It’s the last day of my internship here and I cannot believe how fast time has flown by! The experience has been incredible and unforgettable. Although at times it was overwhelming, especially on the first few weeks of my stay, now I can definitely say that life as an Andaman Discoveries intern has been rewarding. I could not thank the amazing staff in Andaman enough for their never-ending support that helped lift me whenever I faltered (which happened quite a lot I have to admit), their patience with everything is commendable to say the least! So to the future interns, listen up, here are some handy tips for you:
- Remember, you cannot be perfect. As an intern we are there to learn, and we are bound to make mistakes. I recall the first time that I came; I was anxious, tense, and nervous. All I wanted to do was make a good impression. For the first few weeks the one thought that often pops in my mind was, “Oh I hope they don’t regret taking me in as an intern”, so I tip-toed my way through day by day. It was only when I started to let go of control (and everything else in between) that I began to find my rhythm and enjoy things as they come. Keeping calm and relaxing does wonders to me (and really good Thai Massage helps too!) and it will do wonders for you too!
- If you feel as if there is nothing to do, find something to do. There’s no use to just wait for things to happen or people to come to you, because life just does not work that way. Ask questions and engage people, okay you don’t speak the language and that might be intimidating at first but once you make the first step it will take you far. Really. The worse you could do is fail but that does not mean that you could not pick yourself back up again.
- But really failing is not so bad. Giving up is. So when you see a roadblock right up ahead, try to work your way around it. When you’re trying to work or start up a project in a country and a language unfamiliar to you, things are bound to be difficult. Re-evaluate and re-group, seek help, find another alternative because trust me in Kuraburi there will definitely be something for you. I have to say doing the Burmese Learning Center project was one of the best experience I’ve ever had even when I was supposed to be working on something and somewhere much different.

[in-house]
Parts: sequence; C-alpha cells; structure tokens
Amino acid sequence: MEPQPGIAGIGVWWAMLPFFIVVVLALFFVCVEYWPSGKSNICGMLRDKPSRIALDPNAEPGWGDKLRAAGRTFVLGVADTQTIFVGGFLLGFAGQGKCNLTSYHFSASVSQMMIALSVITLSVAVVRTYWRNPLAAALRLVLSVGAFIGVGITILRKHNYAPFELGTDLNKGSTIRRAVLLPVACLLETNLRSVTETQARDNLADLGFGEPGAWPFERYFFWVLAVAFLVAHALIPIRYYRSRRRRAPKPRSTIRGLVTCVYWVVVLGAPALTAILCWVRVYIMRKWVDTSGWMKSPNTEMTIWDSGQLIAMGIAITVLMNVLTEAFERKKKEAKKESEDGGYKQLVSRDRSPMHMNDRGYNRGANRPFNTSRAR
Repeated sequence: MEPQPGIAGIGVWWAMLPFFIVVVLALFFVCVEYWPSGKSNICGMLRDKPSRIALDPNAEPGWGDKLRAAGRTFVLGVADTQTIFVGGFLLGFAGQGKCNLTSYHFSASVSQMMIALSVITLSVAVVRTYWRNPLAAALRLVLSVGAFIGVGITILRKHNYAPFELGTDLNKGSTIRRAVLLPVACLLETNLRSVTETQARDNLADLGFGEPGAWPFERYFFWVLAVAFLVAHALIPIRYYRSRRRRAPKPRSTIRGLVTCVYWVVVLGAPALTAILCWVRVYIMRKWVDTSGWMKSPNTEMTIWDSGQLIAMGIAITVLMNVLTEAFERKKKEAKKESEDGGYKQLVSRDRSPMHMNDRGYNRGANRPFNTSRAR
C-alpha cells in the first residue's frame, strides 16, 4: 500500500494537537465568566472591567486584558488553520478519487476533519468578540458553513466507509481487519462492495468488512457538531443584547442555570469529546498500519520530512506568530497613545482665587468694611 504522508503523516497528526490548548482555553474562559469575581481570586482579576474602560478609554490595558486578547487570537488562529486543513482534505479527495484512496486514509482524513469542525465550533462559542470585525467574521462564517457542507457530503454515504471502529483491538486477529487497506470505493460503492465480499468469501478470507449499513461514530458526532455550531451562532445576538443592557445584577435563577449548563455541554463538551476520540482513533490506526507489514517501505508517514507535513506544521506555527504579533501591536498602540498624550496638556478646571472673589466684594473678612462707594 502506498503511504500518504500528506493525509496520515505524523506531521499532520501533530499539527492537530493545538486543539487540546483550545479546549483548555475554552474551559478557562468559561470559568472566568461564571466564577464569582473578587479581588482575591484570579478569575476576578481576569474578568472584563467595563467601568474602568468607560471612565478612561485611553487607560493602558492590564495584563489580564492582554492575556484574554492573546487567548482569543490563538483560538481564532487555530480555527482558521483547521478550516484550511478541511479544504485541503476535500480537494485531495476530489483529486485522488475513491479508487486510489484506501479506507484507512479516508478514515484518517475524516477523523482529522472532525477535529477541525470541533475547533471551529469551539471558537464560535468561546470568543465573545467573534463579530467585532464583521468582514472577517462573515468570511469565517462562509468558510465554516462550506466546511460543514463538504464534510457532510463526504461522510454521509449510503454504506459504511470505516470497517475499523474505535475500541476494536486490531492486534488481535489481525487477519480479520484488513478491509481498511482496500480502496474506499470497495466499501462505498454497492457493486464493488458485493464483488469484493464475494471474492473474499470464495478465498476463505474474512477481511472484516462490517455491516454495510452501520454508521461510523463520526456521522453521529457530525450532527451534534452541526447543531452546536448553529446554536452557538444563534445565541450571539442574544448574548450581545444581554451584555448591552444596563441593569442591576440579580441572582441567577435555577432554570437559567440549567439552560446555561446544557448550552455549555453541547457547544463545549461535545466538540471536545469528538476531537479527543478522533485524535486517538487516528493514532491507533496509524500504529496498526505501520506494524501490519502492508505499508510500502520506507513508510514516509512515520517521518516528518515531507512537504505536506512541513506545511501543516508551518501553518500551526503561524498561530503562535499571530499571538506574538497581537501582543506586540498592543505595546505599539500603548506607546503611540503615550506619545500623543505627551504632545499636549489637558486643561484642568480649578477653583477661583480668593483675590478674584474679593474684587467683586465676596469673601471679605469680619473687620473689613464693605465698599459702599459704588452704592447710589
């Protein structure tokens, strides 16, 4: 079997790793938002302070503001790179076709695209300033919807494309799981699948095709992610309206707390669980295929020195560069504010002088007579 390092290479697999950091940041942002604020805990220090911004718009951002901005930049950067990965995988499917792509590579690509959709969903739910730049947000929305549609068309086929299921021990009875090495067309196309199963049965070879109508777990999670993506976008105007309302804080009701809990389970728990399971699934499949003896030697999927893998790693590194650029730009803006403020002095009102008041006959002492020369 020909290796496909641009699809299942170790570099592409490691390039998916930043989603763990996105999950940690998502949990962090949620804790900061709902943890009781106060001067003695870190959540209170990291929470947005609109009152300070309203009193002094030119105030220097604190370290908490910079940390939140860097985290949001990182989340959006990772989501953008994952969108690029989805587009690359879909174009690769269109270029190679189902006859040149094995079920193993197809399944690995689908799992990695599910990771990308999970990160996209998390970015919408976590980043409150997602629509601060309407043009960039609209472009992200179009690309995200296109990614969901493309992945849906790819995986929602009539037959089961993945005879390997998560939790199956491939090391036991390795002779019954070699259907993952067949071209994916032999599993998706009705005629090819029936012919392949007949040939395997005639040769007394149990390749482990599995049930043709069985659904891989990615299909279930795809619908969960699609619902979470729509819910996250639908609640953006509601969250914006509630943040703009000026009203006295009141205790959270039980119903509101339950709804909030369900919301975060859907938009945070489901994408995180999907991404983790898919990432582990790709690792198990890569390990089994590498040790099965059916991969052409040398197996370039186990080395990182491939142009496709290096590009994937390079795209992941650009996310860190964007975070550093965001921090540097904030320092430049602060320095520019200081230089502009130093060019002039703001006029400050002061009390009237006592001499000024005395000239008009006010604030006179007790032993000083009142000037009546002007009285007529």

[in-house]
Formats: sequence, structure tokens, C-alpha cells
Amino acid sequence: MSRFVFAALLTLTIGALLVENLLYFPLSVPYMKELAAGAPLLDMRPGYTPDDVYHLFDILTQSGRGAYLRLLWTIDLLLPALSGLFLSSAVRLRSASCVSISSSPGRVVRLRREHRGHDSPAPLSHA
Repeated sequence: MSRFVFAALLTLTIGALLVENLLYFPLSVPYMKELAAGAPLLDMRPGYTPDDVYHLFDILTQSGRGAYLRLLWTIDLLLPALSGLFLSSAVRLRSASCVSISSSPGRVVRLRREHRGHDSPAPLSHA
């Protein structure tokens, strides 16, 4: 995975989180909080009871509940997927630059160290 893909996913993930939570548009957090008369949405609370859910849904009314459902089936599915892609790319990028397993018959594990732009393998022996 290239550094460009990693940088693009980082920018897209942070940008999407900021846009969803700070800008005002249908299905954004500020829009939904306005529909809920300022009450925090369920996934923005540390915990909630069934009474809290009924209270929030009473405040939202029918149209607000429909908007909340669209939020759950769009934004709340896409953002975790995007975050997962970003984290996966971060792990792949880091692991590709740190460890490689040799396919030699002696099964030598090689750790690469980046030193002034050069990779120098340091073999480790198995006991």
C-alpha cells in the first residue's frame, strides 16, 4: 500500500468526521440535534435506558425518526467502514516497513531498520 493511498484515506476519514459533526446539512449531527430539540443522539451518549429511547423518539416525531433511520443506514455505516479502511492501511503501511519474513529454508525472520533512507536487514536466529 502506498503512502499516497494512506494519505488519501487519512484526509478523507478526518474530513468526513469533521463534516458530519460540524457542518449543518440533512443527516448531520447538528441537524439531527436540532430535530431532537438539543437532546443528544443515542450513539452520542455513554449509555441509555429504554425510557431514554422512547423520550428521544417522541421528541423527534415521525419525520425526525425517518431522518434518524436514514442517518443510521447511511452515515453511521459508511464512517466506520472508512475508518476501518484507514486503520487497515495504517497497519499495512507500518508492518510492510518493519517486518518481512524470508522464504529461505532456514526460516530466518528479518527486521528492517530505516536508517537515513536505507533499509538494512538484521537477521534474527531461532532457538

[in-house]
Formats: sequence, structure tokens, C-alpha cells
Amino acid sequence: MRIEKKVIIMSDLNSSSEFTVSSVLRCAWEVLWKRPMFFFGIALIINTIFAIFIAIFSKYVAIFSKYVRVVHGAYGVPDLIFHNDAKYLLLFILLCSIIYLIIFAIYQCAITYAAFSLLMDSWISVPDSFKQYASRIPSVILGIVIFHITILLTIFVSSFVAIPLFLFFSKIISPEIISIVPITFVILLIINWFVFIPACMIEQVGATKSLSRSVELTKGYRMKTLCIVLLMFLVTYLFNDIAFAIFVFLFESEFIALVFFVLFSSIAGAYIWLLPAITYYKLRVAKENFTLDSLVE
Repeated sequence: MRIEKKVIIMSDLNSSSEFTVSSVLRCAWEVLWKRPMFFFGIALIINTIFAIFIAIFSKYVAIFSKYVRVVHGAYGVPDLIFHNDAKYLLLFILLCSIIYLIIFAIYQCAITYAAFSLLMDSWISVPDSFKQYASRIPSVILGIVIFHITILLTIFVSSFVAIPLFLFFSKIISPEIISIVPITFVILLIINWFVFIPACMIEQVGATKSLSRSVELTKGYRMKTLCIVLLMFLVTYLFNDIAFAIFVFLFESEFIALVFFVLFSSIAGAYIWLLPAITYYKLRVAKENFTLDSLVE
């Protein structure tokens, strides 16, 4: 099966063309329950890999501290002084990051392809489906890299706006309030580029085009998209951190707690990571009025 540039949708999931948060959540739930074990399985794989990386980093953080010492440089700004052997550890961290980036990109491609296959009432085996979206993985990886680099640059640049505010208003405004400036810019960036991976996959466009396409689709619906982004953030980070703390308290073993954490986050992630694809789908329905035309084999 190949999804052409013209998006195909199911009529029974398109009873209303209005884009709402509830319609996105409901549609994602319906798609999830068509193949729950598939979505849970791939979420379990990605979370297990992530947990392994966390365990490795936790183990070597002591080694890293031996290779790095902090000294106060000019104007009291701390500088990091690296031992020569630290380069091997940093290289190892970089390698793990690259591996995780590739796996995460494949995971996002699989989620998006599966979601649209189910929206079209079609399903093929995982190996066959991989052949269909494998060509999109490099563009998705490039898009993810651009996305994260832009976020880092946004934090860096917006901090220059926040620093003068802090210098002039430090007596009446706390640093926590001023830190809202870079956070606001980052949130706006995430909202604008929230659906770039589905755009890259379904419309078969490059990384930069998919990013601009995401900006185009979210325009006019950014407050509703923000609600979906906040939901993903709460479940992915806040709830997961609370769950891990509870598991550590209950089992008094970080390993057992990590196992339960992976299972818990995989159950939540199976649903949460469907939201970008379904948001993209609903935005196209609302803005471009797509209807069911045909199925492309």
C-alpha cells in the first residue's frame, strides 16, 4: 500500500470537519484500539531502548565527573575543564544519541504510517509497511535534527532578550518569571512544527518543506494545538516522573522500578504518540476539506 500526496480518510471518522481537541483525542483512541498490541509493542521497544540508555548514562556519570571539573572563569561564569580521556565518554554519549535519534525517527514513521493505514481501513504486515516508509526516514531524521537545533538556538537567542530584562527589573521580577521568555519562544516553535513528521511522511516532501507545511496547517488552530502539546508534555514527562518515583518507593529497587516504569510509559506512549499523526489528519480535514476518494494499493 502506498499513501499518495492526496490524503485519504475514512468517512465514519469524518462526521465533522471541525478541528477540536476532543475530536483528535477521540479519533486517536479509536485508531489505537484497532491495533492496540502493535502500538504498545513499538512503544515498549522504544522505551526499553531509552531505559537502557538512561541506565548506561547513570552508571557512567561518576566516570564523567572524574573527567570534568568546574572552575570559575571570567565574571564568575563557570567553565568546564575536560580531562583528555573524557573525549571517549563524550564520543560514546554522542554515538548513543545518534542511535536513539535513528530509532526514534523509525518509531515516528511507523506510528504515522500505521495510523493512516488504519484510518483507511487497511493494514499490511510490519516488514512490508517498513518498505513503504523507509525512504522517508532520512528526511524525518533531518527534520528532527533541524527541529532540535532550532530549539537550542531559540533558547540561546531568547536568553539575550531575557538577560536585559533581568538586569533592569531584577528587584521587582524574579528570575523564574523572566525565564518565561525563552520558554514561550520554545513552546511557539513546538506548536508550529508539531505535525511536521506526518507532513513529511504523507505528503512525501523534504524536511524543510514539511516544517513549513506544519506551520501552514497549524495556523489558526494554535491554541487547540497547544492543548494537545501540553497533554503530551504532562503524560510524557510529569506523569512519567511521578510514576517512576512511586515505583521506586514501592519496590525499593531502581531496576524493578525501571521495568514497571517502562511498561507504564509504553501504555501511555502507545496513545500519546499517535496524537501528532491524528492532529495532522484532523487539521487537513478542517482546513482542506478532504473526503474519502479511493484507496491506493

Don’t be afraid to start something new! To be completely truthful while I dabbled in graphics and arts, I consider myself a novice. But I went ahead, proposed to do one, and made something that I can say that I am proud of. So don’t hesitate to try and propose something that you’ve never done before, cause you might actually like it (and be good at it too.).
And finally, always remember to never expect too much. As a development student, everything has always been black and white, I was taught that you can either fail or succeed – everything is so concrete. Working with AD and the communities here has been incredibly eye opening. Reading about the theories and strategies is one thing, and living them is another. I learn that you cannot direct things, you cannot assume things and you cannot impose things. These are basic information that people already know but always miss, me included. If you want things to work, you have to first understand and everything else is secondary.
I am so incredibly grateful that I’ve had the opportunity to work alongside the amazing staff, and to be able to closely observe the different communities, organisation and extraordinary individuals that they work with. I have gained so much experience and knowledge, more than what I could have obtained in school. I have to give the staff so much respect considering how small and understaffed the organisation is, especially after witnessing how hectic things can be (I’m pretty sure at one point I had to stay in the office by myself). People need to know that you ladies are amazing!
Besides the beautiful islands, random group retreats, relaxed atmosphere and amazing food, I can sincerely say that I’m really going to miss the people here. I will leave Kuraburi with a better understanding of how development works and numerous life lessons that I most probably will never get elsewhere. Thank you for everything! Loads of love from the Brunei girl.